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people in the philippines, we thought we would take a quick look at the weather situation. there has been a break in the stormy weather across the islands for the moment, but there will be showers over the next few hours, making the aid effort again unpleasant. chris has the very latest forecast. tropics are pretty active. a couple of tropical depressions. the first in the bay of bengal >> the second workinacross vietnam at the moment. both of these will be influenced by the atmosphere five kilometers above the earth surface. they steered these weather systems. moving westwards across vietnam will bring rain that could cause localized flooding and then moving across the peninsula of thailand and myanmar, with a risk of localized flooding the next few days. winds, thehe brisk
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next depression heading very gradually towards sri lanka. it will bully -- it will be particularly slow moving. subtropical ridge will also be responsible for bringing the philippines and some relatively dry weather the next few days. we are not going to see too many heavy downpours. nothing can get organized under this trap -- tropical ridge. >> we will stay with the philippines to get an international perspective on the humanitarian and emergency relief effort. dr. richard brennan is director of emergency risk management and humanitarian response of the world health organization and he joins me now from geneva. dr. brennan, welcome to "gmt." aid chiefs,.n. valerie amos, said she felt the people in the philippines were let down by the early response. do you feel your organization is part of an effort which is no longer leading the people down? yes, i think all the major
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agencies have really concentrated on scaling up our response over the last few days. example,ization, for has sent over 40 medical experts to assist the minute -- ministry of health as they plan and strategize. it is a very difficult response to launch, given the logistic challenges, a big disaster over numerous islands. logistically very challenging. i really do firmly believe we are kicking into gear right now. >> what are the biggest health challenges? still remains perhaps the biggest challenge right now. earlier reports suggest about cases presented to health clinics right now, injuries sustained at the time of the typhoon, and they need
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appropriate care to avoid infections, tetanus, and long- term disability. aank -- now we are in situation with overcrowding, disruption of water supplies and that puts people at risk of diarrhea and infections -- pneumonia. there is a concern about pregnant women. we estimate that up to 12,000 -- inwill give birth to the effective areas. in normal circumstances, 15% of those women would have a complication. so we want to make sure they get good access to care. there are mental health issues. issues around the fact that the people in this area, they have normal medical problems like we have in the world. lost access to the essential care. list of challenges, you talk about the severe injuries people have to deal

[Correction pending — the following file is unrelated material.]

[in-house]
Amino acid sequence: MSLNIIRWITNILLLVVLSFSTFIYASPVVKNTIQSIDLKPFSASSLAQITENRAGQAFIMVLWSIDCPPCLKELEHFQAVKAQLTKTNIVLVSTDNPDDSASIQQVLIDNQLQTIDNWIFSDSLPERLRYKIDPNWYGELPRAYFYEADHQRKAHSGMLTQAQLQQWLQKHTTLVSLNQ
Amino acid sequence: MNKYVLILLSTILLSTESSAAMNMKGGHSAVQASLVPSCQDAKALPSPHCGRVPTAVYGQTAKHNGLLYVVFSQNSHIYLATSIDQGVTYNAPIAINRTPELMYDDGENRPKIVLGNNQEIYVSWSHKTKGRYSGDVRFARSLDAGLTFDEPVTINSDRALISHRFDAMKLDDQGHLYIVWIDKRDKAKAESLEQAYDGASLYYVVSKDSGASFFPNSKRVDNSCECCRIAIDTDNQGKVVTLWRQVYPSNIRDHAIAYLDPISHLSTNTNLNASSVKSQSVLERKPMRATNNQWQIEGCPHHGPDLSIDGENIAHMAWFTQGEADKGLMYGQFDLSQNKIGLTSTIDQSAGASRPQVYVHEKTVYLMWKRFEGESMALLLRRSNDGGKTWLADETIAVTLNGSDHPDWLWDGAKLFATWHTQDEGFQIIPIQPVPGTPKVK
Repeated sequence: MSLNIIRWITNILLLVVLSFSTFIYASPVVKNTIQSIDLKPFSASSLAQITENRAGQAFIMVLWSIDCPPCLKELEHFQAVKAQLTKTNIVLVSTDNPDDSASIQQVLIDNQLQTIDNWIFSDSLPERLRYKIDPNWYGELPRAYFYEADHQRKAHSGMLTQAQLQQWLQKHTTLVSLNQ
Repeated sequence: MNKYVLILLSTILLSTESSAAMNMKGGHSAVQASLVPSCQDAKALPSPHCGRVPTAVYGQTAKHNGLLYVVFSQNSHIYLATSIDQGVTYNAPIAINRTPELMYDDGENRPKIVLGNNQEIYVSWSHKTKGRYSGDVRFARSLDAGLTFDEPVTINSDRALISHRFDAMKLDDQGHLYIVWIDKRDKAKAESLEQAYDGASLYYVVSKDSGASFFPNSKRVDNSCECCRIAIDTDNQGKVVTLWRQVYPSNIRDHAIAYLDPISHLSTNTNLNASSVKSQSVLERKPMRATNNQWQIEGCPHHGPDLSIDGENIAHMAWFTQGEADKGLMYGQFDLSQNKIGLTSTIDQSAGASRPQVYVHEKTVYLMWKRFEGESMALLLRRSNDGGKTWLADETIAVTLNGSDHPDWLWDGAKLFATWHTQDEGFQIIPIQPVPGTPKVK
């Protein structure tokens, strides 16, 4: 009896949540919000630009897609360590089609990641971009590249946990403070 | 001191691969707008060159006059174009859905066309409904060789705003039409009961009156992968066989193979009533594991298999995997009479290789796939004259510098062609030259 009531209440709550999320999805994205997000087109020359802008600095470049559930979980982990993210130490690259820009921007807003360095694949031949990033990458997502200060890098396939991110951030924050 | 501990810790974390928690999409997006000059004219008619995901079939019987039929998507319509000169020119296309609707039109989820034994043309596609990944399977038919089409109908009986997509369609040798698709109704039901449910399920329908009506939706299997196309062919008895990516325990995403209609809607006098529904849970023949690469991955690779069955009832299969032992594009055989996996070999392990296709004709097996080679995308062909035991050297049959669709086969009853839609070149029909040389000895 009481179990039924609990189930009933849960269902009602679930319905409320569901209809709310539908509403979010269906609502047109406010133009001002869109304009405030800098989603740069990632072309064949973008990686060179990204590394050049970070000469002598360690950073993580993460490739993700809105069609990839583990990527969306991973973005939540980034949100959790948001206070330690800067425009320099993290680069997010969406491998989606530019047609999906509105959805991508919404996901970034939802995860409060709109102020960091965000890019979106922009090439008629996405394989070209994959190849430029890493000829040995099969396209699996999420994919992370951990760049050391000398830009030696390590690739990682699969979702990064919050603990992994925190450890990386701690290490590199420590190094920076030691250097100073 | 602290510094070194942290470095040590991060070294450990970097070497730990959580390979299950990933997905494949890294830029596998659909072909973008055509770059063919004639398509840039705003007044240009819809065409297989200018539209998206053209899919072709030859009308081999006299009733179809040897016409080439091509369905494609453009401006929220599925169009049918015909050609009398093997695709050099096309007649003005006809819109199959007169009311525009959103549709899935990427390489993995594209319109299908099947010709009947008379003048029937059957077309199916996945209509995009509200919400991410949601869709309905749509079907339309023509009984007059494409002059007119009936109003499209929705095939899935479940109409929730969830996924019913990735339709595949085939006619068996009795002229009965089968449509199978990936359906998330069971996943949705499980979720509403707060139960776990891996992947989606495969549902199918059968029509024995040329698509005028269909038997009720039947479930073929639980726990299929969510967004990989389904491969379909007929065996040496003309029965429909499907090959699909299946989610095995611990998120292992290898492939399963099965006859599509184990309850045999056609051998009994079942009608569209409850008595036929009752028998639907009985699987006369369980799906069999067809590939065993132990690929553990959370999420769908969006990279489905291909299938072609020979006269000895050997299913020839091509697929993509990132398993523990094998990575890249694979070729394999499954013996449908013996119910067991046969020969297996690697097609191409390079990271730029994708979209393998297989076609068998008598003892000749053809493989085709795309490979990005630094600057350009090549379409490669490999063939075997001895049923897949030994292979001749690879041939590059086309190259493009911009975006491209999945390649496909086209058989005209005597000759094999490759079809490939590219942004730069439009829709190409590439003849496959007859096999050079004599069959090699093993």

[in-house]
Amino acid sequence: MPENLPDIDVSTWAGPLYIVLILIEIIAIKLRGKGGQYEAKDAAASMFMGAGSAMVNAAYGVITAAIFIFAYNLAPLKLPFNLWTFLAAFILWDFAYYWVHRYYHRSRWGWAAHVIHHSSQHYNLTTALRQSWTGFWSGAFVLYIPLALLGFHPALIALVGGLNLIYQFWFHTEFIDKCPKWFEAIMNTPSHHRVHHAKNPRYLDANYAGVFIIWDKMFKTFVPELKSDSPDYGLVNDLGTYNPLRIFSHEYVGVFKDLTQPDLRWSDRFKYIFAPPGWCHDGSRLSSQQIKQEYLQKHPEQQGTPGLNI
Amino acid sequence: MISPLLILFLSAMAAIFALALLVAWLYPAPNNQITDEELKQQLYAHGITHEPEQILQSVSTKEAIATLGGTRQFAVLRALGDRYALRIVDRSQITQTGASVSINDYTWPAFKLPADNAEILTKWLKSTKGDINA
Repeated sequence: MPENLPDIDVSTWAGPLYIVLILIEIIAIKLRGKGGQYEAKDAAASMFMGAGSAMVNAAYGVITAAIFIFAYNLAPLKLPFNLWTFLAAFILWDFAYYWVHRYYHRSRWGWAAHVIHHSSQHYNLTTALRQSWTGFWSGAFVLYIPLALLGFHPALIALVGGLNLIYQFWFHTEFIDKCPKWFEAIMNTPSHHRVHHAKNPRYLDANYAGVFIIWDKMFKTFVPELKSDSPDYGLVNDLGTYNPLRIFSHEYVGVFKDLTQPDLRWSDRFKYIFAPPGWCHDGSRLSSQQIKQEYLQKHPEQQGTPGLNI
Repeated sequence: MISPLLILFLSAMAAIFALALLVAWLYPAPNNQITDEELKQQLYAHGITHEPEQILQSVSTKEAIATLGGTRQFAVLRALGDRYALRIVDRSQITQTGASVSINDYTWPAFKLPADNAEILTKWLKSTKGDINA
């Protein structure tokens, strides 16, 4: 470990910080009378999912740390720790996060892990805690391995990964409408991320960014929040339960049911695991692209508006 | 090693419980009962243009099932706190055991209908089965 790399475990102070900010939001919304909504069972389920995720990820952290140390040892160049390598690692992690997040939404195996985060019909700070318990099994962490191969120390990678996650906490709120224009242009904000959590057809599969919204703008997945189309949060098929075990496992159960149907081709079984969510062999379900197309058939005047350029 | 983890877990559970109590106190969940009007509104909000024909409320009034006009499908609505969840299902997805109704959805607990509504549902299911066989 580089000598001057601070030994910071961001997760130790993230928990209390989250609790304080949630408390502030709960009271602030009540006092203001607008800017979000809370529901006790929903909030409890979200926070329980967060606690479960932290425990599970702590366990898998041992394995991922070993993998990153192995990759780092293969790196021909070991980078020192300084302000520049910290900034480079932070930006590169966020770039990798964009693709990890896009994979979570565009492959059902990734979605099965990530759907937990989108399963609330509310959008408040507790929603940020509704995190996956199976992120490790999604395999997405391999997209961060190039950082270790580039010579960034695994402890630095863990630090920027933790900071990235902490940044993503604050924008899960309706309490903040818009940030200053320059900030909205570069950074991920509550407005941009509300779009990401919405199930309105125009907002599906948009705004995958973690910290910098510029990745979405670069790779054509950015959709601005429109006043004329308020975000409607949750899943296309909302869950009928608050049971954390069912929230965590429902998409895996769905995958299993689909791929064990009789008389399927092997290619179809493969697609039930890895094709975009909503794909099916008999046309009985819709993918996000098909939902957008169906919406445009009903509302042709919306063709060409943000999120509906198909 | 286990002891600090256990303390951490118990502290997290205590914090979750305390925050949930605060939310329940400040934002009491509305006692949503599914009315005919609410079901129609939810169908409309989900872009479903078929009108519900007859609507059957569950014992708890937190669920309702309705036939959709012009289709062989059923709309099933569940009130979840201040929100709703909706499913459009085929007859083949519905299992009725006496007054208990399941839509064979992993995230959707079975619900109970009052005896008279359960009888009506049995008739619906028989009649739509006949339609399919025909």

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with. you also talk about the childbirth issues. i am just wondering where people are going to get treatment. so many hospitals and clinics have been destroyed by typhoon haiyan. where exactly are these people going to get the treatment they so desperately need? it's true. there are two real approaches to that. rstly, trying to rapidly restart health services in the health facilities that were not as heavily damaged. in tacloban, the main hospital there started -- or maintained services, i should say. there is an opportunity to start up another hospital. 18 foreign medical teams, six of which have surgical facilities and inpatient services that have been brought in from around the world. is working very hard with the ministry of health to make
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sure that those medical teams and field hospitals are appropriately distributed in areas with the greatest need. it is a race against time, to some degree. more and more health facilities that sustained less damage are getting up and running and more of the teams are getting operational. and the other aspect of our approach is to do more and more assessments to get a better handle on the functioning of health facilities across the affected area. so again, we can provide support to them and make sure they have the right resources. an organization has brought in 40 tenths that can be used -- be used ascan clinics, and other agencies are doing else why. >> thanks for joining us on "gmt ." bbc worldth us on news. still to come -- china announces plans to relax it to one child policy. what has changed?
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one of america's most notorious gangsters, james whitey bolger has been given two life sentences for a string of crimes dating back decades. a judge in boston says the callousness and depravity of his crimes is almost unfathomable. james whitey bulger led a criminal career that spanned decades. in the 1950s he was sent to alcatraz for hijacking and bank robbery and in the 1970s and 1980s he led a murderous reign in boston, becoming one of america's most notorious gangsters. he inspired the oscar-winning film "the departed "gmt." -- "the departed." here whitey bolger is seen meeting with another crime boss. it later emerged he was a top